The lodges, which number at least three in this particular beaver pond that keeps pulling me back, still don’t look like they’ve been attended to. And there are no winter food platforms yet, but apparently they have time and don’t need to button down the hatches yet.

m28-brook

Happy in the knowledge that we’d found the beavers, though we never saw them, we decided to continue to follow the stream to a trail that abuts the property boundary.

m27-black ash

And being a forester, Dave quizzed me on a tree or two. This one I got wrong by its bark because it doesn’t exactly look like its white and green siblings, but knew by its leaf–black ash with no petioles on the leaflets.

m29-foam reflecting bark

About three hours later, we left the beaver community behind–our circle completed, figuratively and literally. Even the brook appeared to know, its froth circled in reflection of the log above.

 

 

 

 

 

Anybody Home?

Only a few days ago we felt like we were melting as we complained about the muggies and buggies, but those temperatures are now only memories and it’s beginning to feel like fall in western Maine. And so my guy and I bundled up before we followed a trail and did some bushwhacking this morning, exploring a property Jinnie Mae and I had visited only a week and a half ago.

m1-lodge

It was to the beaver lodge that we first made our way, noting all their old works near the water’s edge.

m2-lodge 2

But, we were disappointed that we saw no evidence of new work and it didn’t appear any winter prep was yet occurring. Were the beavers still about? Or had some parasites in the lodge forced them to move on?

m3-infinity pool1

We hoped not for they’ve worked hard in the past to create a home with an infinity pool that would be the envy of many.

m1a--otter scat

We did note that they’d had recent visitors who left behind a calling card in the form of a slide and scat–otter scat, that is.

m5-doll's eye

And we spied the fruits of a former flower that graced their neighborhood–doll’s eye, aka white baneberry.

m4-dam 1

As we circled around the pool, we commented that the dam seemed to be in excellent shape and held the water about five feet above the stream below. But again, no evidence of new wood.

m7-dam works

Despite that, it’s an impressive structure. While some landowners might be upset to have beavers changing the landscape, we happen to know this one and she takes great pride in their works.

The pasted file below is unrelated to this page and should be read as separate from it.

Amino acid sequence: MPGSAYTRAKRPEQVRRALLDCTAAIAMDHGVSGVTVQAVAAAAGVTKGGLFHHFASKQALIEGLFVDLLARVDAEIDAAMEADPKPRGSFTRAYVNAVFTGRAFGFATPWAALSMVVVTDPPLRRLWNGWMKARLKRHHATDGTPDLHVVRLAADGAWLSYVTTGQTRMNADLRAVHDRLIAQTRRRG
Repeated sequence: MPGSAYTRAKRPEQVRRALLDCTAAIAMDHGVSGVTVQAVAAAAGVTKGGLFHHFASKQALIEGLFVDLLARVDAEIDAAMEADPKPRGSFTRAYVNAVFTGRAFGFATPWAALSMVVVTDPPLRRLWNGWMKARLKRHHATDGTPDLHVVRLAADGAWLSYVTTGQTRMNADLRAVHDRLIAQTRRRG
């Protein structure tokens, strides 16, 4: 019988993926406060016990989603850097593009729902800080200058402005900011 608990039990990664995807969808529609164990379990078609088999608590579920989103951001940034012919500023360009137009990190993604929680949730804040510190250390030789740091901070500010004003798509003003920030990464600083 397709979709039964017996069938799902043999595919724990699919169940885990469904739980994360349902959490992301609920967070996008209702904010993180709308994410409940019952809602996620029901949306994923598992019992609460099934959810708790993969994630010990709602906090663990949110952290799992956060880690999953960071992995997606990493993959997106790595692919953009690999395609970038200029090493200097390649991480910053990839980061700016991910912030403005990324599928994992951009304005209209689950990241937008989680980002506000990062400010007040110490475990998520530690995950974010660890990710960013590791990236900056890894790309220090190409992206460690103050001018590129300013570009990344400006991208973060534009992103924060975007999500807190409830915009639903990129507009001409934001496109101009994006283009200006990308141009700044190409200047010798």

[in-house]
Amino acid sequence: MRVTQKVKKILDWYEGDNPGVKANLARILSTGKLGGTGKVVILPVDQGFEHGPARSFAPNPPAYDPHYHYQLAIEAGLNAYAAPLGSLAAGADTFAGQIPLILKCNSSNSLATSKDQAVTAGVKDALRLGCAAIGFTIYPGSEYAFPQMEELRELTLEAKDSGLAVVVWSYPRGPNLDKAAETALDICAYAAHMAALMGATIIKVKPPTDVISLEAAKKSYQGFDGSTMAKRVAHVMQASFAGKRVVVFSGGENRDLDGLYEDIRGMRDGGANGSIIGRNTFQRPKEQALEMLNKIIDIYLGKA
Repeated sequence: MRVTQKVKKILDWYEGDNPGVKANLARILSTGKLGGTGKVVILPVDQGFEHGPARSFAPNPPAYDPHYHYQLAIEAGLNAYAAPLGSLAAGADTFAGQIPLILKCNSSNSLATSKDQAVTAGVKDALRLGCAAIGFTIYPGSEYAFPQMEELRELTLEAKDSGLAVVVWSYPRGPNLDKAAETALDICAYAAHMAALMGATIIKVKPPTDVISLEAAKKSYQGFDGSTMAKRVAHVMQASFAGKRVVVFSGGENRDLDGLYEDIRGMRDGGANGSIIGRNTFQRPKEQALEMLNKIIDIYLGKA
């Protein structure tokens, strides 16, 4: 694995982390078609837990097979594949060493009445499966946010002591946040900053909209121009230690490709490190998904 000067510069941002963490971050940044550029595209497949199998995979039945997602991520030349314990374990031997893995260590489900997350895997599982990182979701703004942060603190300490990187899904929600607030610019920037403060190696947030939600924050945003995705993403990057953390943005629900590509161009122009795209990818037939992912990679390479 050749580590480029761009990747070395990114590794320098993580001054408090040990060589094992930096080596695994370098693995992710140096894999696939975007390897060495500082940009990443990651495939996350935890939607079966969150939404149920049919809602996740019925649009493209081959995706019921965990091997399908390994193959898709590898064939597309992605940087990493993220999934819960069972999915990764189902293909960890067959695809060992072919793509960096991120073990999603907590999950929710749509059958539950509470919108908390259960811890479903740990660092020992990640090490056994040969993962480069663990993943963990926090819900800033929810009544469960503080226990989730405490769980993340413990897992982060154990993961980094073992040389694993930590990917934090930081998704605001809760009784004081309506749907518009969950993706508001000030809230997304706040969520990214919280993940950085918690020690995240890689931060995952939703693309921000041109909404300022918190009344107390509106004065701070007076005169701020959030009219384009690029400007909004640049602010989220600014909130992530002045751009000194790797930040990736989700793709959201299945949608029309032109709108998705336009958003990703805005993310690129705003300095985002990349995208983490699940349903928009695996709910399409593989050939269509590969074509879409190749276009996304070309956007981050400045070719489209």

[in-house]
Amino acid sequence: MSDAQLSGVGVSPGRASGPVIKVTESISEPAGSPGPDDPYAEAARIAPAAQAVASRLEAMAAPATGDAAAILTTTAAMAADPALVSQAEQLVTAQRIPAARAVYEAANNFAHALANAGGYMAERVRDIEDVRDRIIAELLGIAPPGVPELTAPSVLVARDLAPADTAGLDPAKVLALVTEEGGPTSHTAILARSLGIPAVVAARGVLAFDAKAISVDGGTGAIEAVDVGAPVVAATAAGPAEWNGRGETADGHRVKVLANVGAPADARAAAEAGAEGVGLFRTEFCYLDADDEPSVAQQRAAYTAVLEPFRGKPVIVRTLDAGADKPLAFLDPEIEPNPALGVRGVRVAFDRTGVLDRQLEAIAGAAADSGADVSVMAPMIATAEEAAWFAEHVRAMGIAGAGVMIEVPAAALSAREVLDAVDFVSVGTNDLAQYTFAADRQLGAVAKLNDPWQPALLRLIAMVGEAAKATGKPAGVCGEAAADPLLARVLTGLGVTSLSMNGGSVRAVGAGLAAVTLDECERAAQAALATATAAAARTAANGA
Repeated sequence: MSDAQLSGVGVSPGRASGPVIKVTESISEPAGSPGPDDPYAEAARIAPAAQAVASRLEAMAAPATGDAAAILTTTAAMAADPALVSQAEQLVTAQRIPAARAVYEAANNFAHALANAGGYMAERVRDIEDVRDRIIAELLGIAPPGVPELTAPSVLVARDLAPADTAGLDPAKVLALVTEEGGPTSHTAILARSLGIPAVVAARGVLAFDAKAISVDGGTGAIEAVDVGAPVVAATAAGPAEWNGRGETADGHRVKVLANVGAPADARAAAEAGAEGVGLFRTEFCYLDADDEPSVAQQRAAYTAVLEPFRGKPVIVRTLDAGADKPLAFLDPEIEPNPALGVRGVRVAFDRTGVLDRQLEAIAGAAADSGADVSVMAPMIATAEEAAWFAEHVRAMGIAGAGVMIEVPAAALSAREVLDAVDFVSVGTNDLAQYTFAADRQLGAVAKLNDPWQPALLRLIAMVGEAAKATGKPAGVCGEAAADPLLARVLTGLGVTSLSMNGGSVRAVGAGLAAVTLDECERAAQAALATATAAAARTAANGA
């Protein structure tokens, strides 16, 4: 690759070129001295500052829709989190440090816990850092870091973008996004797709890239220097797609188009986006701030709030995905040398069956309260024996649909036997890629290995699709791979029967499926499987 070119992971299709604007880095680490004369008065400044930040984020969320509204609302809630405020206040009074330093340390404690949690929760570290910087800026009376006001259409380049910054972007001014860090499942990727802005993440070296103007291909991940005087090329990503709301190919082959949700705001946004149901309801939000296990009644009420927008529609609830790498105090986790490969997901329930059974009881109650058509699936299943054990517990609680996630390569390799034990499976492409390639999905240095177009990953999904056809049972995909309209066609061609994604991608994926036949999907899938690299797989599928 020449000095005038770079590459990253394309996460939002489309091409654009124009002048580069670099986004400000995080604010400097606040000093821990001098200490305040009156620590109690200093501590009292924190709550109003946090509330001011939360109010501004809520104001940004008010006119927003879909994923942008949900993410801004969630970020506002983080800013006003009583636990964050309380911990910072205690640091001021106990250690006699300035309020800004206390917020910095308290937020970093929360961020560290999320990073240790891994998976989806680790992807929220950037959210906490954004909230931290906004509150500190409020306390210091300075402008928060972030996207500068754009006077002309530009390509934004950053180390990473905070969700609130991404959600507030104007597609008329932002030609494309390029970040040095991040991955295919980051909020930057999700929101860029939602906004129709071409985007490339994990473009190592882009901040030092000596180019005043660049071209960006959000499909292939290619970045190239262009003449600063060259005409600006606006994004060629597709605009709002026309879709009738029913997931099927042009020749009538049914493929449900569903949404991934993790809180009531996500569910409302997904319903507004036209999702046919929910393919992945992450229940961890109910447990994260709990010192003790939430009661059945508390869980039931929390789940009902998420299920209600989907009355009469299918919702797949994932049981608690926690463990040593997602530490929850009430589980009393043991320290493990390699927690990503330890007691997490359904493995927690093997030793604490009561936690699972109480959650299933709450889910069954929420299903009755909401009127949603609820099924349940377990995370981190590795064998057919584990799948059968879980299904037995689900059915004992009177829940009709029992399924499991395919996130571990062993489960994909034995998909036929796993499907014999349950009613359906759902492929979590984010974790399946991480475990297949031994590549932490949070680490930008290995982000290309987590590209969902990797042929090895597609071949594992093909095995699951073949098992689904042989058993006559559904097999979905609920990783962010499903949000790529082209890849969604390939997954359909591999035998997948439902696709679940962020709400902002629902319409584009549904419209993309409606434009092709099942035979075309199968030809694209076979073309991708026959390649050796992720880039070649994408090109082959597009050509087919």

m9-dam 2

We stood for a while, indulging in our own admiration while wondering where the beavers might be. Of course, it was close to lunch time for us, and not an active time for them if indeed they were home. Possibly we were misinterpreting the view.

m8-beaver pond

After some time of quiet reflection, we made our way back, crossing the stream just below the dam.

m13-quiet reflection

And then we continued along the old logging road (recently bush hogged, eh Brian? Well done), and bushwhacked some more, crossing another stream to find our way to another reflective spot along the brook.

m12-rookery 2

This time, our destination was that of another stick builder–great blue herons.

m11-rookery

Their spring/early summer nests are equally impressive. I hadn’t visited this spot since April, when the herons were actively setting up home. And I’m not sure it was a successful breeding season for them, but even if it was, they wouldn’t have needed these homes today. The nests will remain–available for grabs next year by those who return.

m16-jack in the pulpit

After a snack by the brook, we pulled ourselves away knowing it was time to head to our own home. Our wildlife viewings had been nil, but we spied a jack-in-the-pulpit in fruit, and that plus the doll’s eye were enough. And the time spent wondering about the critters.

m20-cosmos

Back at our truck, we decided to check on the insect action in the gardens at our friend’s home. Only the bumblebees seemed to be active.

m19-hickory feast

But we saw plenty of activity of another kind–a cache of hickory nut shells at the base of the tree, and really . . . everywhere nearby.

m18-hickory bark

Shagbark hickory is more common south of this spot, so it was a treat to take a closer look.

m17-hickory

Its alternate leaves are compound, consisting of five serrated leaflets usually (sometimes there are seven).

m18-hickory 2

And of those five, the three terminal leaflets on each twig are the largest.

m21-view of Balds

Once again, it was time to leave this beautiful spot where the fields and forest flow into the mountains. And where the beavers and heron share the place without too much human intervention. Though not a soul was home today, we trust all will return when the time is right.